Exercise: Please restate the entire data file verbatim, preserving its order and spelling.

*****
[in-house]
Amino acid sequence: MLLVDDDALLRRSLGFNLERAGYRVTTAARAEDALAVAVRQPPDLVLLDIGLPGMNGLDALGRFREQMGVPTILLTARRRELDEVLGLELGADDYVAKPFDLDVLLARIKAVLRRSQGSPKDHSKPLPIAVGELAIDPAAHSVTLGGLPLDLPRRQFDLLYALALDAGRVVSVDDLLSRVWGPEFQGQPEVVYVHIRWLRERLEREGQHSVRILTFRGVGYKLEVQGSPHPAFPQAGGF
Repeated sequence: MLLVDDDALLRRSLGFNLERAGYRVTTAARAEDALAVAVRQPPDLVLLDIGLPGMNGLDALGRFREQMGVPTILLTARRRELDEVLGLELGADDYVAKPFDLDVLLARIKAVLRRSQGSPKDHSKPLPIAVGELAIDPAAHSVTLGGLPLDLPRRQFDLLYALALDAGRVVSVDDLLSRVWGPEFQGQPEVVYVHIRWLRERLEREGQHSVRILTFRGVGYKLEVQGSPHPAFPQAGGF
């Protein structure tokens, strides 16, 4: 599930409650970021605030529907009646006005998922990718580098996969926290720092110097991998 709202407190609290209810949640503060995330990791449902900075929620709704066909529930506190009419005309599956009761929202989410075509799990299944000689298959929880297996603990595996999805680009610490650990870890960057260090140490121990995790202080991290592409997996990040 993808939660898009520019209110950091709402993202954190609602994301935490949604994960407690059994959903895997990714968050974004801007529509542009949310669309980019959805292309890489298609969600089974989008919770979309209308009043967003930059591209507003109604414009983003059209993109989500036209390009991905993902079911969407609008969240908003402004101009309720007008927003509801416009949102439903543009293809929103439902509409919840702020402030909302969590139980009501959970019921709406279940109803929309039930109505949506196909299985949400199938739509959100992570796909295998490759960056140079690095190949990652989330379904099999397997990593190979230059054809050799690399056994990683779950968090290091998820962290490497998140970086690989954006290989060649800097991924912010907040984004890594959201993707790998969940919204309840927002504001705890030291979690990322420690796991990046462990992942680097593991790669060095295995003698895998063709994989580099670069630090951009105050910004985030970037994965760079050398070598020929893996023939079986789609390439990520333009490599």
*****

[in-house]
Amino acid sequence: MLLVDDDALLRRSLGFNLERAGYRVTTAARAEDALAVAVRQPPDLVLLDIGLPGMNGLDALGRFREQMGVPTILLTARRRELDEVLGLELGADDYVAKPFDLDVLLARIKAVLRRSQGSPKDHSKPLPIAVGELAIDPAAHSVTLGGLPLDLPRRQFDLLYALALDAGRVVSVDDLLSRVWGPEFQGQPEVVYVHIRWLRERLEREGQHSVRILTFRGVGYKLEVQGSPHPAFPQAGGF
Repeated sequence: MLLVDDDALLRRSLGFNLERAGYRVTTAARAEDALAVAVRQPPDLVLLDIGLPGMNGLDALGRFREQMGVPTILLTARRRELDEVLGLELGADDYVAKPFDLDVLLARIKAVLRRSQGSPKDHSKPLPIAVGELAIDPAAHSVTLGGLPLDLPRRQFDLLYALALDAGRVVSVDDLLSRVWGPEFQGQPEVVYVHIRWLRERLEREGQHSVRILTFRGVGYKLEVQGSPHPAFPQAGGF
């Protein structure tokens, strides 16, 4: 599930409650970021605030529907009646006005998922990718580098996969926290720092110097991998 709202407190609290209810949640503060995330990791449902900075929620709704066909529930506190009419005309599956009761929202989410075509799990299944000689298959929880297996603990595996999805680009610490650990870890960057260090140490121990995790202080991290592409997996990040 993808939660898009520019209110950091709402993202954190609602994301935490949604994960407690059994959903895997990714968050974004801007529509542009949310669309980019959805292309890489298609969600089974989008919770979309209308009043967003930059591209507003109604414009983003059209993109989500036209390009991905993902079911969407609008969240908003402004101009309720007008927003509801416009949102439903543009293809929103439902509409919840702020402030909302969590139980009501959970019921709406279940109803929309039930109505949506196909299985949400199938739509959100992570796909295998490759960056140079690095190949990652989330379904099999397997990593190979230059054809050799690399056994990683779950968090290091998820962290490497998140970086690989954006290989060649800097991924912010907040984004890594959201993707790998969940919204309840927002504001705890030291979690990322420690796991990046462990992942680097593991790669060095295995003698895998063709994989580099670069630090951009105050910004985030970037994965760079050398070598020929893996023939079986789609390439990520333009490599």